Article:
Over the last few weeks, tens of thousands of people have taken to streets, parks, plazas and monuments all over the world to protest against racism and injustice.
Spurred on at first by the death of George Floyd after a Minneapolis police officer held his knee against the man’s neck for almost nine minutes—an encounter caught on video that went pinging around the world—it soon became apparent that what happened to Floyd was going to have far greater repercussions.
An outpouring of support for Floyd’s family and calls for legal action were to be expected, especially coming on the heels of the shooting deaths of Ahmaud Arbery in February and Breonna Taylor in March. The now former cop who put his knee on Floyd stands charged with second-degree murder and second-degree manslaughter (bail has been set at $1.25 million; he has not yet entered a plea and his next court date is June 29) and the three officers with him, also since fired, have been charged with aiding and abetting second-degree murder and second-degree manslaughter.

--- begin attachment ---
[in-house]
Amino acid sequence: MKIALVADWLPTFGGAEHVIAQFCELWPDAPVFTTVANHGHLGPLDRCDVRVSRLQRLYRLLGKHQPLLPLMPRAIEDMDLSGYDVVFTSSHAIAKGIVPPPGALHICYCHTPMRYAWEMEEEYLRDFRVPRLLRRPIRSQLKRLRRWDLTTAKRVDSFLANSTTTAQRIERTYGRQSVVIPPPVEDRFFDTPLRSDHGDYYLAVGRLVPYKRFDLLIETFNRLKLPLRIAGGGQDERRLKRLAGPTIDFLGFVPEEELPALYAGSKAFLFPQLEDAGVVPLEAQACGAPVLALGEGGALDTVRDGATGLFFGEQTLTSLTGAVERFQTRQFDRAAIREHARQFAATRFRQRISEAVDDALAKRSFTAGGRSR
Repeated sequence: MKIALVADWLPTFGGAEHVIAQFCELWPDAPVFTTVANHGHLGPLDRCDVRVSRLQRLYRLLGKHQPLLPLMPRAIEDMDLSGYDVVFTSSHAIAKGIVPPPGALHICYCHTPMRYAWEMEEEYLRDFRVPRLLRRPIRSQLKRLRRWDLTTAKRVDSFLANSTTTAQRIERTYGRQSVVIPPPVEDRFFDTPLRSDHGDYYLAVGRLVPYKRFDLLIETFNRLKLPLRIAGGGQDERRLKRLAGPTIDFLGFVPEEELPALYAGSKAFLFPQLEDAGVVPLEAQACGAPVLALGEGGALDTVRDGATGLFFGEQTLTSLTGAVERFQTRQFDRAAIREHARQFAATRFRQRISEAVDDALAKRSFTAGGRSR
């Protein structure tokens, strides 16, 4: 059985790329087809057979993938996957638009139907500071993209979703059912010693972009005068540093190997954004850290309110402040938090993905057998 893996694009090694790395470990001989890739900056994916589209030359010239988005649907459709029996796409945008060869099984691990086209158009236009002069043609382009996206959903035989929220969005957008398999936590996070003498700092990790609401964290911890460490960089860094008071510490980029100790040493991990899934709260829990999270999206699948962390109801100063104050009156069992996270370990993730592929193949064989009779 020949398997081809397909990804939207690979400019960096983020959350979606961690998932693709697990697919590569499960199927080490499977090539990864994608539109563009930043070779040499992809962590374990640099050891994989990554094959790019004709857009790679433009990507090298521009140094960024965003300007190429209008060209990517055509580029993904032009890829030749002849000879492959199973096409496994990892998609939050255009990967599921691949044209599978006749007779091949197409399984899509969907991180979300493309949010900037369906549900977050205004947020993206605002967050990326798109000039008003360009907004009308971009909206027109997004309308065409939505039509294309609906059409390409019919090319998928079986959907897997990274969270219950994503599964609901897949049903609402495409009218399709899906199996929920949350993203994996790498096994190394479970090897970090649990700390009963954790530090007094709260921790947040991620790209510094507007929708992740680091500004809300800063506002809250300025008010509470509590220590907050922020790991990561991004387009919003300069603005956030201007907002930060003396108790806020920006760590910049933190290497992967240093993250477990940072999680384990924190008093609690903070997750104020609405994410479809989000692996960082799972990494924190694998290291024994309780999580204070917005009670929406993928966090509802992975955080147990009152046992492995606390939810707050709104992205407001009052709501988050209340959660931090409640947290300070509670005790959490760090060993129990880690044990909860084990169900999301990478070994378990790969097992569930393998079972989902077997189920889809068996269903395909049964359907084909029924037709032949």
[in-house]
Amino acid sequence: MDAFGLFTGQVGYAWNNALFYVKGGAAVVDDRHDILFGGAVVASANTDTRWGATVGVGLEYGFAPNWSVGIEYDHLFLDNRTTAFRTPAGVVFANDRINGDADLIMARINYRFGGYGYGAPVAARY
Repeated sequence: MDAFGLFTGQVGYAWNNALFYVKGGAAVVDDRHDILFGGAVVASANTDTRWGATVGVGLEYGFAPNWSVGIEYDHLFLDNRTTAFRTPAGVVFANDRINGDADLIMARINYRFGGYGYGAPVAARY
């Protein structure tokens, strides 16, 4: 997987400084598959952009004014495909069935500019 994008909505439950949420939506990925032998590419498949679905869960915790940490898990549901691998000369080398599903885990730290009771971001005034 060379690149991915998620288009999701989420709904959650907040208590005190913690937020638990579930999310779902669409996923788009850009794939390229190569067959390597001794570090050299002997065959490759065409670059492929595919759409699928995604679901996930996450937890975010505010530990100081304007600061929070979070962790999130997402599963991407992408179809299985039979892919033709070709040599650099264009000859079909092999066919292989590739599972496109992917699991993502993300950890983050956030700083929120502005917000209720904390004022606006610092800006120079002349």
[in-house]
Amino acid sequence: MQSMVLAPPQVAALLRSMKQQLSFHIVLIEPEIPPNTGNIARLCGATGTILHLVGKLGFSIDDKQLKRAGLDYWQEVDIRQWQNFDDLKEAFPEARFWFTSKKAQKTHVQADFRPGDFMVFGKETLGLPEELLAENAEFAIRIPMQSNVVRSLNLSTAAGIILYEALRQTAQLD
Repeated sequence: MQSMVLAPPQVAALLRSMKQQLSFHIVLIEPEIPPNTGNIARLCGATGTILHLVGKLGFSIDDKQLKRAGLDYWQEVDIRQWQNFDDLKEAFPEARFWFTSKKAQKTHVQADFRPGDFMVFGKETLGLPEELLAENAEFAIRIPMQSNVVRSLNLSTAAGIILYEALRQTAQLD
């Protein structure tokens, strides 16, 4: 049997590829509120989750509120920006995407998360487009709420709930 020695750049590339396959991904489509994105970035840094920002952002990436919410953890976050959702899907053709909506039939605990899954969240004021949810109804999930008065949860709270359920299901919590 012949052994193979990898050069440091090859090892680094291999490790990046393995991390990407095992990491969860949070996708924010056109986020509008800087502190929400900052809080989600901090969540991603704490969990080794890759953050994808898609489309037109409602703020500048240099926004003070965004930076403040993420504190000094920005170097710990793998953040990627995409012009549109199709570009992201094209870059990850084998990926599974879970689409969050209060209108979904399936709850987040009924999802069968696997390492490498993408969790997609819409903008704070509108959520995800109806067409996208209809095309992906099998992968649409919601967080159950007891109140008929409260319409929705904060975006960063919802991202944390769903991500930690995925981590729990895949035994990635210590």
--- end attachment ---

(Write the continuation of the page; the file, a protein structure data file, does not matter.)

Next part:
But a combination of factors—not least of them being the COVID-19 pandemic that has cost millions of jobs and taken a greater economic toll on the Black community—has led to what feels like an unprecedented call to action in response to these killings.